Reliable gRPC services with deadlines and cancellation

By James Newton-King

Deadlines and cancellation are features used by gRPC clients to abort in-progress calls. This article discusses why deadlines and cancellation are important, and how to use them in .NET gRPC apps.

Deadlines

A deadline allows a gRPC client to specify how long it will wait for a call to complete. When a deadline is exceeded, the call is canceled. Setting a deadline is important because it provides an upper limit on how long a call can run for. It stops misbehaving services from running forever and exhausting server resources. Deadlines are a useful tool for building reliable apps and should be configured.

Deadline configuration:

  • A deadline is configured using CallOptions.Deadline when a call is made.
  • There is no default deadline value. gRPC calls aren't time limited unless a deadline is specified.
  • A deadline is the UTC time of when the deadline is exceeded. For example, DateTime.UtcNow.AddSeconds(5) is a deadline of 5 seconds from now.
  • If a past or current time is used then the call immediately exceeds the deadline.
  • The deadline is sent with the gRPC call to the service and is independently tracked by both the client and the service. It is possible that a gRPC call completes on one machine, but by the time the response has returned to the client the deadline has been exceeded.

If a deadline is exceeded, the client and service have different behavior:

  • The client immediately aborts the underlying HTTP request and throws a DeadlineExceeded error. The client app can choose to catch the error and display a timeout message to the user.
  • On the server, the executing HTTP request is aborted and ServerCallContext.CancellationToken is raised. Although the HTTP request is aborted, the gRPC call continues to run on the server until the method completes. It's important that the cancellation token is passed to async methods so they are cancelled along with the call. For example, passing a cancellation token to async database queries and HTTP requests. Passing a cancellation token allows the canceled call to complete quickly on the server and free up resources for other calls.

Configure CallOptions.Deadline to set a deadline for a gRPC call:

var client = new Greet.GreeterClient(channel);

try
{
    var response = await client.SayHelloAsync(
        new HelloRequest { Name = "World" },
        deadline: DateTime.UtcNow.AddSeconds(5));
    
    // Greeting: Hello World
    Console.WriteLine("Greeting: " + response.Message);
}
catch (RpcException ex) when (ex.StatusCode == StatusCode.DeadlineExceeded)
{
    Console.WriteLine("Greeting timeout.");
}

Using ServerCallContext.CancellationToken in a gRPC service:

public override async Task<HelloReply> SayHello(HelloRequest request,
    ServerCallContext context)
{
    var user = await _databaseContext.GetUserAsync(request.Name,
        context.CancellationToken);

    return new HelloReply { Message = "Hello " + user.DisplayName };
}

Propagating deadlines

When a gRPC call is made from an executing gRPC service, the deadline should be propagated. For example:

  1. Client app calls FrontendService.GetUser with a deadline.
  2. FrontendService calls UserService.GetUser. The deadline specified by the client should be specified with the new gRPC call.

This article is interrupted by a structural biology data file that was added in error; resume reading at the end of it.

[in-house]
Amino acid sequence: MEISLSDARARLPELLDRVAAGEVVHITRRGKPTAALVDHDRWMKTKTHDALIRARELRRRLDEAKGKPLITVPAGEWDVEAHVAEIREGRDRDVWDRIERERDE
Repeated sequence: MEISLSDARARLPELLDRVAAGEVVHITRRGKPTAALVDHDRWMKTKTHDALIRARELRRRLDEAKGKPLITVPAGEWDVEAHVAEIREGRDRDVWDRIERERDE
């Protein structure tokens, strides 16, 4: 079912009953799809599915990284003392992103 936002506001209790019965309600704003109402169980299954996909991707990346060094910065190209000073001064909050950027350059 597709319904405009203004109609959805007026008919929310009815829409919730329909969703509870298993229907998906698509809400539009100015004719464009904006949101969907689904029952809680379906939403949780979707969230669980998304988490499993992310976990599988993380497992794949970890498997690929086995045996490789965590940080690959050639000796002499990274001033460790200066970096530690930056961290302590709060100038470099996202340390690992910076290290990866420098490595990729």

3. UserService.GetUser receives the deadline. It correctly times-out if the client app's deadline is exceeded.

The call context provides the deadline with ServerCallContext.Deadline:

public override async Task<UserResponse> GetUser(UserRequest request,
    ServerCallContext context)
{
    var client = new User.UserServiceClient(_channel);
    var response = await client.GetUserAsync(
        new UserRequest { Id = request.Id },
        deadline: context.Deadline);

    return response;
}

Manually propagating deadlines can be cumbersome. The deadline needs to be passed to every call, and it's easy to accidentally miss. An automatic solution is available with gRPC client factory. Specifying EnableCallContextPropagation:

  • Automatically propagates the deadline and cancellation token to child calls.
  • Is an excellent way of ensuring that complex, nested gRPC scenarios always propagate the deadline and cancellation.
services
    .AddGrpcClient<User.UserServiceClient>(o =>
    {
        o.Address = new Uri("https://localhost:5001");
    })
    .EnableCallContextPropagation();

For more information, see gRPC client factory integration in .NET.

Cancellation

Cancellation allows a gRPC client to cancel long running calls that are no longer needed. For example, a gRPC call that streams realtime updates is started when the user visits a page on a website. The stream should be canceled when the user navigates away from the page.

A gRPC call can be canceled in the client by passing a cancellation token with CallOptions.CancellationToken or calling Dispose on the call.

private AsyncServerStreamingCall<HelloReply> _call;

public void StartStream()
{
    _call = client.SayHellos(new HelloRequest { Name = "World" });

    // Read response in background task.
    _ = Task.Run(async () =>
    {
        await foreach (var response in _call.ResponseStream.ReadAllAsync())
        {
            Console.WriteLine("Greeting: " + response.Message);
        }
    });
}

public void StopStream()
{
    _call.Dispose();
}

gRPC services that can be cancelled should:

  • Pass ServerCallContext.CancellationToken to async methods. Canceling async methods allows the call on the server to complete quickly.
  • Propagate the cancellation token to child calls. Propagating the cancellation token ensures that child calls are canceled with their parent. gRPC client factory and EnableCallContextPropagation() automatically propagates the cancellation token.

Additional resources